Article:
Mobile Government: Mobile government is an aspect of connected government that refers to collection of government services and applications that are only possible to be accessed by using mobile phones, laptop computers and other handheld smart devices (such as Notebooks, personal digital assistants, etc). For connectivity, wireless Internet infrastructure is used.

Web 2.0: It refers to a second generation of World Wide Web that is focused on the ability of people to collaborate and share information online. It refers to the transition from static web pages to a more dynamic Web. Here, Web 2.0 websites are much more dynamic for real time two-way interaction between the governments, general public, and communities of people.

Cloud Computing: This is an emerging and highly attractive paradigm for businesses and other large organisations. It provided a vision that is a specialised form of distributed computing environment that introduces utilization models for remotely provisioning of scalable and measured resources. Resources are often provided as services.

Social media: Social Media is an umbrella term for a variety of Internet based applications that allow users to interact with each other and with organization including the governments. It refers to web-based sites, applications and communication tools that enable interaction between people by publishing, sharing and consuming information.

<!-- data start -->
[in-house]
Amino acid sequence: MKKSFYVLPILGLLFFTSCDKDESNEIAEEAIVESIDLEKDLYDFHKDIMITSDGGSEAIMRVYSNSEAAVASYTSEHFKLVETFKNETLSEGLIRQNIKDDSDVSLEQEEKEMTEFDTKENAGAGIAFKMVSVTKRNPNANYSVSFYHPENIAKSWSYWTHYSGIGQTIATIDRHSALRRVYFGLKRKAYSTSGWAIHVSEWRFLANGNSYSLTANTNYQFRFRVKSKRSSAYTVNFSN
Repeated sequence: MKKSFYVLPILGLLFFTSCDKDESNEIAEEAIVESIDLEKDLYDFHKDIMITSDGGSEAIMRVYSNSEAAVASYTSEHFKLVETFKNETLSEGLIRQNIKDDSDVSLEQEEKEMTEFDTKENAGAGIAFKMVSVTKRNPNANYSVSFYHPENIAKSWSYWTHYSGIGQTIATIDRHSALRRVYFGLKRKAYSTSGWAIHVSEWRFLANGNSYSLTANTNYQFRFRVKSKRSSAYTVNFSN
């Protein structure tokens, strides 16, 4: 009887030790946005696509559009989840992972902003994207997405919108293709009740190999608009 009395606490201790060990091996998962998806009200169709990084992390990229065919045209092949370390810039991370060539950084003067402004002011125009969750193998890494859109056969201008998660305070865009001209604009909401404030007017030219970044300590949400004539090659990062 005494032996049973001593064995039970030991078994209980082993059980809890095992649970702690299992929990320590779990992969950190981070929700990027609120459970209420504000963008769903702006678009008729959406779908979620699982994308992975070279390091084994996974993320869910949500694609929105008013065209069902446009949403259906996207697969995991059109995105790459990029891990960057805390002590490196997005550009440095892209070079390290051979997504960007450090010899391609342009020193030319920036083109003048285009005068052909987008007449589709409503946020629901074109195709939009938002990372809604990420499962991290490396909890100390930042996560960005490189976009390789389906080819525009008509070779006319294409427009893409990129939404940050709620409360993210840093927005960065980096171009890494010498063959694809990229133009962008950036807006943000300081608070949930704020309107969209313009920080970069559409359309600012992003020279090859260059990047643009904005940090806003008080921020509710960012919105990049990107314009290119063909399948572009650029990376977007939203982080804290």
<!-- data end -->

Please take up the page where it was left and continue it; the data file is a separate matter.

E-Government (or Government 1.0): This refers to the provisioning of a government’s functionality and its services using the web and communications technologies including the latest software development and deployment paradigms.

Web Services: This refers to a distributed computing model that allows application-to-application communication. This also allows developers to add web services to their applications much more easily. Web services do not provide GUIs, instead these shares business logic, data, and process through a programmatic interface across a network thus establishing distributed computation.